Recently, I played 20 questions with Iran's President Mahmoud Ahmadinejad. As a board member of the World Affairs Council of Connecticut, I was invited by Iran's mission to the United Nations to a dinner and discussion with the president. I enthusiastically accepted.
I knew that others from universities and organizations would attend; each group could pose one or two questions and I would have little opportunity to meet the president. However, I believed his immediate reactions and responses to unscripted questions would clarify the origins and goals of Iranian policy.
Ahmadinejad, a teacher before he entered politics, did not disappoint. I have a much clearer understanding of Iranian policy and his public statements. It is clear Iran's leaders, and particularly Ahmadinejad, often live in a different dimension.
Iran's public statements, especially when dealing with the U.S. and Israel, defy historical fact and current events.
We think of history as a recounting of facts; basically, as the truth. Yet, history as truth is a modern concept. Traditionally, the telling of history served as a diplomatic tool to glorify rulers and countries. Ahmadinejad certainly draws on these traditions.
Iranian foreign policy seeks to make the nation the dominant Islamic power and leader of the Islamic world -- a difficult goal because of its Shiite and Persian, rather than Arab, origins. Most Arabs are Sunnis and view their history as a struggle against foreign powers. Their oppressors include not just Westerners, but also Islamic Turks and Iranians.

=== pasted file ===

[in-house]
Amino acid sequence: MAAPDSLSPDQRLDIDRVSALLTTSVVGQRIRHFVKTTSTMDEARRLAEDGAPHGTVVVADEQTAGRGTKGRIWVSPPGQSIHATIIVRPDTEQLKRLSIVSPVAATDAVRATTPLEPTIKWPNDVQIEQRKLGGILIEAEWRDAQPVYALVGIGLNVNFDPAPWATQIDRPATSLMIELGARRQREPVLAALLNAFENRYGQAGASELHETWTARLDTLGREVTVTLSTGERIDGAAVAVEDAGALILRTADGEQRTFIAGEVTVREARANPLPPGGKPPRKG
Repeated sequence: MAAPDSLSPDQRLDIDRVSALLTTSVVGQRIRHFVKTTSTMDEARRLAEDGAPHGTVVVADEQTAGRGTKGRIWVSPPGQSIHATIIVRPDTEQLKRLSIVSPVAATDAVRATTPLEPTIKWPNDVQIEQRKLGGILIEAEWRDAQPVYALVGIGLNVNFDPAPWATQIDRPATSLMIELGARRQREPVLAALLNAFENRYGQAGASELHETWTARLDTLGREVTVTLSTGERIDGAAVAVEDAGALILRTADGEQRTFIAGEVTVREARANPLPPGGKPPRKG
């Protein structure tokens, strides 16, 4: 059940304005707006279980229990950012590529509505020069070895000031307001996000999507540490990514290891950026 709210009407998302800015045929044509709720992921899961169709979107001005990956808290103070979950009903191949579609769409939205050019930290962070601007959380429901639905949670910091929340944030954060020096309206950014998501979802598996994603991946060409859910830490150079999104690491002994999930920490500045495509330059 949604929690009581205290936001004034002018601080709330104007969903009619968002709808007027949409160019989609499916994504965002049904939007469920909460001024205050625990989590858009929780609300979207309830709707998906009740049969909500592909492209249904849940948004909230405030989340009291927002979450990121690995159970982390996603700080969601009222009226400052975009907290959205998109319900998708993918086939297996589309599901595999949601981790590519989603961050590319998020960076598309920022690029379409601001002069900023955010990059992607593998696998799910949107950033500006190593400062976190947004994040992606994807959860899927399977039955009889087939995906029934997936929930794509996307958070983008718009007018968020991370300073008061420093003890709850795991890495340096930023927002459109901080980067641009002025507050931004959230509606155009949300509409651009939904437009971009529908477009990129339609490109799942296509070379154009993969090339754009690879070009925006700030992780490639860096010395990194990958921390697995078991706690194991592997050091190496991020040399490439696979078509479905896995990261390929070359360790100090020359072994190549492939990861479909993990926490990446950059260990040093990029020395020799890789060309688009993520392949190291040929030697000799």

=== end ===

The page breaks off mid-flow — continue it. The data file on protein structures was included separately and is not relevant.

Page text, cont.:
While Ahmadinejad's answers often defied facts and logic, I discovered that, as with his other public statements, he was speaking at us rather than conversing or responding. Though speaking at us, he was conversing with the Islamic world.
As the Islamic world changes, his conversation with it changes. His annual United Nations trips provide the sound box for his voice to reverberate.
Ahmadinejad's answers included some constant refrains.
He stated, first, that the Middle East always has lived in peace unless Westerners stirred up trouble. Second, the Arab Spring challenged American-sponsored dictatorships. Third, Iran has no interest, and never did, in developing nuclear weapons. If NATO and the U.S. permitted Iran to purchase 20 percent enriched uranium -- weapons-grade, but also necessary for cancer treatments -- Iran would have never considered developing uranium capabilities, he said.
Contradictory stories surround Ahmadinejad's.
First, wars permeate Middle Eastern histories. Iran's Shia conversion occurred in bloodshed without any Western power's instigation. Secondly, among the Arab Spring's casualties and targets, America's friends include only Egypt's President Hosni Mubarak and Bahrain's royal family. Syria's President Bashar al-Assad is allied closely with Iran. Libya's Muammar Gaddafi sponsored terrorist attacks on U.S. interests.
In the past, Ahmadinejad spoke to the same rulers he now disparages. Mubarak, Gadhafi and Assad respected power above all else. Therefore, when the president spoke to us in the past, he sought to demonstrate Iran's power to these rulers.
We do not know the Arab Spring's final result, but understand that its participants desire peace, prosperity, jobs, respect, and a better life. Ahmadinejad is telling his story to them.
In his stories, Shia and Sunni nations have lived in peace throughout history unless Western powers provoked trouble; Arabs can trust Iran. The West wants to subjugate the Arab world through dictatorial proxies; Iran demands freedom for all Islam.
Ahmadinejad's historical retellings promote Iran's interests to the Arab Spring's people.
Though Ahmadinejad is continuing his attack on the West with different stories, the West must rely on the new Arab governments to create educated Islamic children, economic growth, jobs and a free press. Those things will staunch Ahmadinejad's revisions of history.
This article was previously published in the New Haven Register.